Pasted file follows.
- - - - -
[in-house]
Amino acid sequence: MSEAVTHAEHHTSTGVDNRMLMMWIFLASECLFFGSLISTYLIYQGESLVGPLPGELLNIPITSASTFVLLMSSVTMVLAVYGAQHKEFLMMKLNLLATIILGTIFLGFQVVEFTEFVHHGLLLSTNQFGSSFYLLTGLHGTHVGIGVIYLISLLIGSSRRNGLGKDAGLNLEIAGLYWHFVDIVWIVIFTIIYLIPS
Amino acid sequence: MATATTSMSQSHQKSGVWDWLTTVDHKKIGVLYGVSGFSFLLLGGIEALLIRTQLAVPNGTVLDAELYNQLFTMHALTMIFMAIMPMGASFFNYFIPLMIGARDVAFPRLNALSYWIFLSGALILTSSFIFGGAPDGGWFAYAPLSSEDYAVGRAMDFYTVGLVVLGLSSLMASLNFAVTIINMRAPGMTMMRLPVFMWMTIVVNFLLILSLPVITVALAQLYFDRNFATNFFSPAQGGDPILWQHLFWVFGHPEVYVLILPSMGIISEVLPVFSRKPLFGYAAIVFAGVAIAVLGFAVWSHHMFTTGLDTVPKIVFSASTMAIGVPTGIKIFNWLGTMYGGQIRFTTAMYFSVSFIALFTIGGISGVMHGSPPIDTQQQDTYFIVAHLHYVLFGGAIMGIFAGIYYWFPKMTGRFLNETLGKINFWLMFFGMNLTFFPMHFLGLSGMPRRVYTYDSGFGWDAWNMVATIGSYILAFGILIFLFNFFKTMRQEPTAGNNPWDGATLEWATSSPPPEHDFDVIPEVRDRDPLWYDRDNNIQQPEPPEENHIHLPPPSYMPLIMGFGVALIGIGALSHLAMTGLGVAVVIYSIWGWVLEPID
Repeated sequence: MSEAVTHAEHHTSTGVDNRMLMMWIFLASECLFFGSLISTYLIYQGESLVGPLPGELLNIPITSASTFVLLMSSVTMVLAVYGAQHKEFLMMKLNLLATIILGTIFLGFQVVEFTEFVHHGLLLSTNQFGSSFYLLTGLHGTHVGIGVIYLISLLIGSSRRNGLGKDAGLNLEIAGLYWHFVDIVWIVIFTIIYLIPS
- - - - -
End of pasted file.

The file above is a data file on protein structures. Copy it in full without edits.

[in-house]
Amino acid sequence: MSEAVTHAEHHTSTGVDNRMLMMWIFLASECLFFGSLISTYLIYQGESLVGPLPGELLNIPITSASTFVLLMSSVTMVLAVYGAQHKEFLMMKLNLLATIILGTIFLGFQVVEFTEFVHHGLLLSTNQFGSSFYLLTGLHGTHVGIGVIYLISLLIGSSRRNGLGKDAGLNLEIAGLYWHFVDIVWIVIFTIIYLIPS
Amino acid sequence: MATATTSMSQSHQKSGVWDWLTTVDHKKIGVLYGVSGFSFLLLGGIEALLIRTQLAVPNGTVLDAELYNQLFTMHALTMIFMAIMPMGASFFNYFIPLMIGARDVAFPRLNALSYWIFLSGALILTSSFIFGGAPDGGWFAYAPLSSEDYAVGRAMDFYTVGLVVLGLSSLMASLNFAVTIINMRAPGMTMMRLPVFMWMTIVVNFLLILSLPVITVALAQLYFDRNFATNFFSPAQGGDPILWQHLFWVFGHPEVYVLILPSMGIISEVLPVFSRKPLFGYAAIVFAGVAIAVLGFAVWSHHMFTTGLDTVPKIVFSASTMAIGVPTGIKIFNWLGTMYGGQIRFTTAMYFSVSFIALFTIGGISGVMHGSPPIDTQQQDTYFIVAHLHYVLFGGAIMGIFAGIYYWFPKMTGRFLNETLGKINFWLMFFGMNLTFFPMHFLGLSGMPRRVYTYDSGFGWDAWNMVATIGSYILAFGILIFLFNFFKTMRQEPTAGNNPWDGATLEWATSSPPPEHDFDVIPEVRDRDPLWYDRDNNIQQPEPPEENHIHLPPPSYMPLIMGFGVALIGIGALSHLAMTGLGVAVVIYSIWGWVLEPID
Repeated sequence: MSEAVTHAEHHTSTGVDNRMLMMWIFLASECLFFGSLISTYLIYQGESLVGPLPGELLNIPITSASTFVLLMSSVTMVLAVYGAQHKEFLMMKLNLLATIILGTIFLGFQVVEFTEFVHHGLLLSTNQFGSSFYLLTGLHGTHVGIGVIYLISLLIGSSRRNGLGKDAGLNLEIAGLYWHFVDIVWIVIFTIIYLIPS